John Ortberg has some interesting things to say about this. He points out that there are three kinds of people that relate to Jesus.
- There are strangers. The crowds, the people that are curious, who have come to see him, but who simply never get close for whatever reason.
- There are admirers. People who have seen what he does, heard what he says, and say, “That’s good, we like this”. They follow him because of what they see, but it never really changes them.
- Then there are followers. People for whom life is never the same again. They commit to Jesus, they choose his way above any other way and they follow.
But, Ortberg argues, we’ve added a group between admirers and followers. We’ve added users. People who use Jesus to get to heaven. Our modern gospel has become the minimum we need to do in order to secure a place in heaven. And our discipleship has become the minimum we need to do in order to cause the least offence in heaven.
Look at one of the most commonly used illustration about becoming a Christian–The Bridge illustration. What is the focal point of this illustration? Salvation from sin. Two words which needles to say we have to explain to anyone not used to this kind of language, but that we use anyway! The whole point of the bridge is that one is destined for an eternity separated from God if you don’t trust Jesus to get you across the chasm of your sin on to God’s side. Now this is all true, but it’s not the whole story. It is an incomplete gospel.
Jesus was not just in the business of saving souls, he was in the business of transforming lives.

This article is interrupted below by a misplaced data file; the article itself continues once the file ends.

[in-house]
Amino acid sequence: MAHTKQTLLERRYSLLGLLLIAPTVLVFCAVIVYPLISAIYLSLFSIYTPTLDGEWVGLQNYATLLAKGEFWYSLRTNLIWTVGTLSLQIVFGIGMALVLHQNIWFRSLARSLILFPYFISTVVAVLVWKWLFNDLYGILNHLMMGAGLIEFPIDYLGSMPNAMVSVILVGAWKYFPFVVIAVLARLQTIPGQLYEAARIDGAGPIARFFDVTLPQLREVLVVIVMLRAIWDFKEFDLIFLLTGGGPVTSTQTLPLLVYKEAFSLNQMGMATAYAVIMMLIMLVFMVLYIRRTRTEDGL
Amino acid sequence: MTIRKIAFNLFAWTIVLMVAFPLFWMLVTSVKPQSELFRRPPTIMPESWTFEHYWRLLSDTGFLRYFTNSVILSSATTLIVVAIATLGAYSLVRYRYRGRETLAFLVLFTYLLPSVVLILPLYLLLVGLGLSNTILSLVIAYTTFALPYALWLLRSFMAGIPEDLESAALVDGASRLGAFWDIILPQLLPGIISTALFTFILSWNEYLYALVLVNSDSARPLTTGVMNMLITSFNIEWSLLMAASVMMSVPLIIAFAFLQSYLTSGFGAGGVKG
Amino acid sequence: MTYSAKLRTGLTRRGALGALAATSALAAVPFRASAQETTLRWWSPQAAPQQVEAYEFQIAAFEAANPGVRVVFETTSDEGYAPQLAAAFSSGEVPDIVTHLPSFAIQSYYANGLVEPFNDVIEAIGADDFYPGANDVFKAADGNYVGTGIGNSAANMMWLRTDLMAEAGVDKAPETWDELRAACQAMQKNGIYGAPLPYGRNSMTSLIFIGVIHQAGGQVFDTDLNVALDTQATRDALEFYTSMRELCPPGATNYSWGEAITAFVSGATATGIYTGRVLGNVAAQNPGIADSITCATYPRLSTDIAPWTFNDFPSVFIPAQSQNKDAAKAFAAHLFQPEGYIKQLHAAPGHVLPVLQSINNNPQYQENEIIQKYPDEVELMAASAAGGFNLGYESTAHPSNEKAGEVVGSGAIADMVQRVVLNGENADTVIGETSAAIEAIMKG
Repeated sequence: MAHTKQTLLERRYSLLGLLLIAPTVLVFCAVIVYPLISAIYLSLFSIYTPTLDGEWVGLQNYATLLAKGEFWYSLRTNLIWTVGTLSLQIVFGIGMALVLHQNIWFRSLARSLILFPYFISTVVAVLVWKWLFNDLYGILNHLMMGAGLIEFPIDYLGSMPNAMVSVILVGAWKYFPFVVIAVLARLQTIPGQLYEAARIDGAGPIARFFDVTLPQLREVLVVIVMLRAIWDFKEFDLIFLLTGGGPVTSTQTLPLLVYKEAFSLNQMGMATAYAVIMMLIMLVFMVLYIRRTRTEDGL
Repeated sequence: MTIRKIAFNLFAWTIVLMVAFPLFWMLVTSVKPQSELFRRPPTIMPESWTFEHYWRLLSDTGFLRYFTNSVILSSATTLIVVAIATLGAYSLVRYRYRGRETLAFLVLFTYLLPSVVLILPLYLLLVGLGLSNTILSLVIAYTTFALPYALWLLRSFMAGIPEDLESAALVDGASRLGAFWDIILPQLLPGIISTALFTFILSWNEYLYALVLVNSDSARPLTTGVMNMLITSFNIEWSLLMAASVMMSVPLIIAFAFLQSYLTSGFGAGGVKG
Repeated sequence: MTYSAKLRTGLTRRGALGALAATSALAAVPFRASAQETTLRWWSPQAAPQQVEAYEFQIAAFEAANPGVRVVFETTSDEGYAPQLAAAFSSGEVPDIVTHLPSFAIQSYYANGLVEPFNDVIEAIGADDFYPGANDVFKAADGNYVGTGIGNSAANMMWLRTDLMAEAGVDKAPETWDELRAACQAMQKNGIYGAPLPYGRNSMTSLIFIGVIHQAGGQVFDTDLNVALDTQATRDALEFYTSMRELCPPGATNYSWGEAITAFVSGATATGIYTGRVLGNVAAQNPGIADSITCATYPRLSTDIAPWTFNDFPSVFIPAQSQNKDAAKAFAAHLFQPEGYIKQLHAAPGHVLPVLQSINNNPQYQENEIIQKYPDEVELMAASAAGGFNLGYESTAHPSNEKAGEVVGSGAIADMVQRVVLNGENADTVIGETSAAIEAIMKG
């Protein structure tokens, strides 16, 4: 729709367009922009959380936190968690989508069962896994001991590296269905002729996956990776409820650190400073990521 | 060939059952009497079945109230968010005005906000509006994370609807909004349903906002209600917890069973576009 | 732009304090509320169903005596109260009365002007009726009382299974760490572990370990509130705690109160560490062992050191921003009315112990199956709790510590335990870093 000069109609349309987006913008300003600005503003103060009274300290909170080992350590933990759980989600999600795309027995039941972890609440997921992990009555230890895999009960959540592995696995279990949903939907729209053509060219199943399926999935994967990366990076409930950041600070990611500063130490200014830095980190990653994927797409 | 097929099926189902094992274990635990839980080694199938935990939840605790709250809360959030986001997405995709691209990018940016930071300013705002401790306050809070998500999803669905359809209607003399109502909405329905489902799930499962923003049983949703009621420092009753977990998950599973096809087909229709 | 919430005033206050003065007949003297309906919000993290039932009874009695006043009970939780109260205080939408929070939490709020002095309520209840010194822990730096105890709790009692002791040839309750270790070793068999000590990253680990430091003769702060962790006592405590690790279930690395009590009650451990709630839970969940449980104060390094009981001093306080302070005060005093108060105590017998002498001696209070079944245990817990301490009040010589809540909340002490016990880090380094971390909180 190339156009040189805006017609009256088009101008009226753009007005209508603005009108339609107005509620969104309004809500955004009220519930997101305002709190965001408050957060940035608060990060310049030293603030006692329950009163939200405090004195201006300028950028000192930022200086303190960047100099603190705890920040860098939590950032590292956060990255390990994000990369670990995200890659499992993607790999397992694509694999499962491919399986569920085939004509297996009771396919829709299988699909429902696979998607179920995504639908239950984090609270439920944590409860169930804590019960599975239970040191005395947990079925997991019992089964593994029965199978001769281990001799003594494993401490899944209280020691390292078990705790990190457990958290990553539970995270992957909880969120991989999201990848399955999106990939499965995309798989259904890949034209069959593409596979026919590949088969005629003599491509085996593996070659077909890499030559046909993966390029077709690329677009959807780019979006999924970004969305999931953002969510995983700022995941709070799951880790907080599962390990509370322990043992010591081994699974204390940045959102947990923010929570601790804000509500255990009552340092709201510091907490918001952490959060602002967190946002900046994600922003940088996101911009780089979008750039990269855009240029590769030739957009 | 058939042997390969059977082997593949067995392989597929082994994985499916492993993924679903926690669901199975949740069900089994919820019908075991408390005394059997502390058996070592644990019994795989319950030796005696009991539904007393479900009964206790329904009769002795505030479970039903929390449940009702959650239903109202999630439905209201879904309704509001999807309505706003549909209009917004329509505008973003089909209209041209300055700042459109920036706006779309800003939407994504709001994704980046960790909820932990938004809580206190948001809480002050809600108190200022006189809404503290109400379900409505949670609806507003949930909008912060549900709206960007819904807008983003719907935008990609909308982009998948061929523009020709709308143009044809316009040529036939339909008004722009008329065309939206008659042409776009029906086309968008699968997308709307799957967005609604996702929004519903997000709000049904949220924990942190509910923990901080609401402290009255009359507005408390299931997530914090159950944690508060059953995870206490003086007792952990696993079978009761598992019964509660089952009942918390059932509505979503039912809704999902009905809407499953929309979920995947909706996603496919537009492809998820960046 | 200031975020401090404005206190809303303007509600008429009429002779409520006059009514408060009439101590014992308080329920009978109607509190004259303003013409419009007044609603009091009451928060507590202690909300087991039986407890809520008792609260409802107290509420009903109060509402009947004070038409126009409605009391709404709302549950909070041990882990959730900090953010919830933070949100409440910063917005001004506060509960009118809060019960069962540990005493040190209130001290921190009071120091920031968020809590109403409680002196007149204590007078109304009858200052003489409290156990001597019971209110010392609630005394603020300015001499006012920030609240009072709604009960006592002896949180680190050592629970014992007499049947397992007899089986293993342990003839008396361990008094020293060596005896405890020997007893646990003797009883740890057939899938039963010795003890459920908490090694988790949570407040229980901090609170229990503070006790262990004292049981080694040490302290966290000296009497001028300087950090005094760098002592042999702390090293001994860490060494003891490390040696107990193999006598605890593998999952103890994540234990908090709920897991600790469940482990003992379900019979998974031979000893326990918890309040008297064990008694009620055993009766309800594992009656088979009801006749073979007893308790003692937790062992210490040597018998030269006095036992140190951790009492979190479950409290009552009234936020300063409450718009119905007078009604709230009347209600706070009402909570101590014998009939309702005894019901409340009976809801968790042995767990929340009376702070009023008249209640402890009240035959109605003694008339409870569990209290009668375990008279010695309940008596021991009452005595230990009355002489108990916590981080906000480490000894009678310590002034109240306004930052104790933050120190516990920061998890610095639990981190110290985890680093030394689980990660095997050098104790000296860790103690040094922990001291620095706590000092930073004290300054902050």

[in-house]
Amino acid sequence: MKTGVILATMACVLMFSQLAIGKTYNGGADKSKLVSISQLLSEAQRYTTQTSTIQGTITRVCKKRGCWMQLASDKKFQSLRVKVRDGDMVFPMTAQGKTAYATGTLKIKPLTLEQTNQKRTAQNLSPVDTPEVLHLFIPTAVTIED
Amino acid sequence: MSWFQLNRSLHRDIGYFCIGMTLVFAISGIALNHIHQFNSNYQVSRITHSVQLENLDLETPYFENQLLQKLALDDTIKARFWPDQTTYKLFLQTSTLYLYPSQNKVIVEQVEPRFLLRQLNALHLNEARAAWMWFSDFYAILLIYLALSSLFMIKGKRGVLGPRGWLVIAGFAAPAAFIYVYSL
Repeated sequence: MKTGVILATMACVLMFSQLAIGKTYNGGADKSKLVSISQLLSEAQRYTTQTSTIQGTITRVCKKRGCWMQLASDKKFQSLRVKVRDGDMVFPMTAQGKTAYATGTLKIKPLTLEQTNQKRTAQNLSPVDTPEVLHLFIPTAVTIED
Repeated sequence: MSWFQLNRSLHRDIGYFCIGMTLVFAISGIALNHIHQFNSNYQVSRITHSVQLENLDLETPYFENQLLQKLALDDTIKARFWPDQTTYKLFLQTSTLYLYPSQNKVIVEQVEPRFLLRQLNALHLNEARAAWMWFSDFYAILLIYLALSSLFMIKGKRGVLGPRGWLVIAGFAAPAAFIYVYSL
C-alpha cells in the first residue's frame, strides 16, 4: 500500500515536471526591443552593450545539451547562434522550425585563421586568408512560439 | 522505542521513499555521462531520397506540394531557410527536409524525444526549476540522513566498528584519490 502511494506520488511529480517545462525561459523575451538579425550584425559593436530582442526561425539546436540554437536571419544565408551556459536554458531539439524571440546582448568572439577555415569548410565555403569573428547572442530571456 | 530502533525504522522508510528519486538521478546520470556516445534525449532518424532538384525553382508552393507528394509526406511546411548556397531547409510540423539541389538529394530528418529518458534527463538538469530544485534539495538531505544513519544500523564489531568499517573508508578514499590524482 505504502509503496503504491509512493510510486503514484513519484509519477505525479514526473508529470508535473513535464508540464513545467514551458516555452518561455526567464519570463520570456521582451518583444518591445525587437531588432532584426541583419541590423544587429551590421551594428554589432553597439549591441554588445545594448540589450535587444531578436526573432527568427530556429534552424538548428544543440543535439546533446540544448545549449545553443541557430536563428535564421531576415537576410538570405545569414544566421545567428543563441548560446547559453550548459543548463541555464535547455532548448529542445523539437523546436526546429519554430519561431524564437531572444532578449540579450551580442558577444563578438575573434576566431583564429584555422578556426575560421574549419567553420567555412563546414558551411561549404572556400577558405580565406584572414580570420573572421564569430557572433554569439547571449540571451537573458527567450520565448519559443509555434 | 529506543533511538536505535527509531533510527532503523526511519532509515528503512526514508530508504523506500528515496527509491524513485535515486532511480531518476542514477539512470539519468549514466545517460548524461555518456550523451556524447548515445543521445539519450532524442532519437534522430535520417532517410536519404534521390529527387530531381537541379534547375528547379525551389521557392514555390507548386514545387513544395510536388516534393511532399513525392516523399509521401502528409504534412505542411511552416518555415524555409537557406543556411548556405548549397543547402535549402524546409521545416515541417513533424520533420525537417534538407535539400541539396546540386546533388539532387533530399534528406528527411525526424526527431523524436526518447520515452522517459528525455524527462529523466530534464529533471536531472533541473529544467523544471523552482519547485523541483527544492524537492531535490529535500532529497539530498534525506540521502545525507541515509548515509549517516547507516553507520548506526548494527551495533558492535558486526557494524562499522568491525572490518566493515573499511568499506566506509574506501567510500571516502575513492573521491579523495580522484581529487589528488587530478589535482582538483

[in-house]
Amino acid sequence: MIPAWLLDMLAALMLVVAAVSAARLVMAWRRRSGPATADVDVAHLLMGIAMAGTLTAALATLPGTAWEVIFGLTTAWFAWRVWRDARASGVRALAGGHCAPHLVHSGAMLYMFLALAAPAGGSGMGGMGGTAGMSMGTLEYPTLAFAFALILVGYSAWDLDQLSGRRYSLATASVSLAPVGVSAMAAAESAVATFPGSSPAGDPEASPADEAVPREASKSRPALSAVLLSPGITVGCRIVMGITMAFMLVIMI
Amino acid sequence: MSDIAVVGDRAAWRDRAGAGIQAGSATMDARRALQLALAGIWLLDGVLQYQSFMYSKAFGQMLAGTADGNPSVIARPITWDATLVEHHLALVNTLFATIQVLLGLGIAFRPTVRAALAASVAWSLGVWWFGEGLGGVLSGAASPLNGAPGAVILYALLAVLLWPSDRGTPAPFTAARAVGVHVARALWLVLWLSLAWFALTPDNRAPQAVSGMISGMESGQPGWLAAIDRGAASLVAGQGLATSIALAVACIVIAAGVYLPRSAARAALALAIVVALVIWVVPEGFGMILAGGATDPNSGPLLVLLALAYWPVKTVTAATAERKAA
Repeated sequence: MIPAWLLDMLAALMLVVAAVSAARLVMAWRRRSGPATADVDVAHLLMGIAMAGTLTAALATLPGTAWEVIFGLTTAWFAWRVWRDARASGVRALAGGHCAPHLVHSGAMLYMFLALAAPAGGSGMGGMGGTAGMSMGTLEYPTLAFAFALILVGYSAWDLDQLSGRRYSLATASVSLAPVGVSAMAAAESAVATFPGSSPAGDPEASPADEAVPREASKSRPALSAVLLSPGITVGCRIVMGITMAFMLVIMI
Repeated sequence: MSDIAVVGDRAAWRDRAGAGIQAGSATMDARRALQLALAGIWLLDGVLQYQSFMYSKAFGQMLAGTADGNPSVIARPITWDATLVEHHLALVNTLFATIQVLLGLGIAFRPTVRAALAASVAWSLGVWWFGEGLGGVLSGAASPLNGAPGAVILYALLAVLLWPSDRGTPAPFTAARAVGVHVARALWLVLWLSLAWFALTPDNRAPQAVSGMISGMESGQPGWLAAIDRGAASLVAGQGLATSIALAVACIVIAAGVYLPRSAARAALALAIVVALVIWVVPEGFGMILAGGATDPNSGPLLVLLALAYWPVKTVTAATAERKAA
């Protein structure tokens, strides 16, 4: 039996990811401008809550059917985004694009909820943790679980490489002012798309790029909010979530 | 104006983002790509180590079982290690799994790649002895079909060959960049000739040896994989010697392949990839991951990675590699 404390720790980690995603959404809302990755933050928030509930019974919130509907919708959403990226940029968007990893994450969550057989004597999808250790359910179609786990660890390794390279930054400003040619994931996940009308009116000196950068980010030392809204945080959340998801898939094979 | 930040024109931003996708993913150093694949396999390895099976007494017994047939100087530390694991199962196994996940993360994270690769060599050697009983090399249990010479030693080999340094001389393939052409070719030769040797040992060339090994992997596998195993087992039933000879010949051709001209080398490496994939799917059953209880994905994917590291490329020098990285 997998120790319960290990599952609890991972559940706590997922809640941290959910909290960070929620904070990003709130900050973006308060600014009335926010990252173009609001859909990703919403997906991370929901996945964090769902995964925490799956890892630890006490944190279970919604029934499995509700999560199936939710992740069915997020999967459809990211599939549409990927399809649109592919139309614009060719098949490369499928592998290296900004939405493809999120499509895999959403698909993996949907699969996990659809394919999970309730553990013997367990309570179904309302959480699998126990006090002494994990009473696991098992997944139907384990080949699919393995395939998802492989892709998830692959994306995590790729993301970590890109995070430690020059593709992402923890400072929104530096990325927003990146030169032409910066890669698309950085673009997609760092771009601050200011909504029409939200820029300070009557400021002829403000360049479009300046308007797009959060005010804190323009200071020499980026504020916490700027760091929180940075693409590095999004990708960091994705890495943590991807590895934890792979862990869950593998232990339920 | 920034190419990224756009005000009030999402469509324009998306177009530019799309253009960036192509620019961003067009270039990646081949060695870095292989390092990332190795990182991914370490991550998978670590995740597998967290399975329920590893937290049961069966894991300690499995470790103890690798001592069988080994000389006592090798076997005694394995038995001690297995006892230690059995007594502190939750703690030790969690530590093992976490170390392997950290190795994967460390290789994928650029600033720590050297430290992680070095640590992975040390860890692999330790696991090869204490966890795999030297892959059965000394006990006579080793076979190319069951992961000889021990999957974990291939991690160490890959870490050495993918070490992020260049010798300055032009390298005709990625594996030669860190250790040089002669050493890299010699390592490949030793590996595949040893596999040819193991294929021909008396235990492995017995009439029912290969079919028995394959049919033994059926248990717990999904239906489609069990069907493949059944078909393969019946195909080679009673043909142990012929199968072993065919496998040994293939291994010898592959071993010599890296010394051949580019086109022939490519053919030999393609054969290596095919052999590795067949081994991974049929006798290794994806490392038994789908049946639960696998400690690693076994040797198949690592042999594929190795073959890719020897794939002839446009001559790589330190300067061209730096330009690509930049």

It is this narrow gospel that has caused us to reduce wholehearted discipleship to a matter of religious practice. If we say we believe the right things then we are deemed to be okay. We’ve made following Jesus more about what we know than about what we do, how we live.
A second issue that impacts upon how we understand true discipleship is literacy. We are, by and large, a literate generation. In the UK government figures suggest that literacy rates area as high as 99%. In the church we rely very heavily on being literate. But it was not always so. In the late 19th century around 20% of the adult population of the UK couldn’t sign their name with a mark of any kind. Go back to the First century and I wonder what literacy rates were then.
Now I’m not suggesting that First century followers of Jesus we illiterate, but access to written material was significantly less than it is today, and yet they managed to be fully devoted followers. My point is this: our modern literate society has caused us to define discipleship with reference to reading skills. Perhaps because we’ve produced Ortberg’s “users” it’s natural that we would measure them by literate standards because we haven’t taught them to live differently, just think differently.
This then is the root problem. We’ve reduced the gospel to a minimum level of an expressed commitment which in turn produces disciples of religious practice rather than transformed living. What we need to do is recover a better perspective of what the Bible has to say about following. We’ll pick this theme up in the next post on the matter.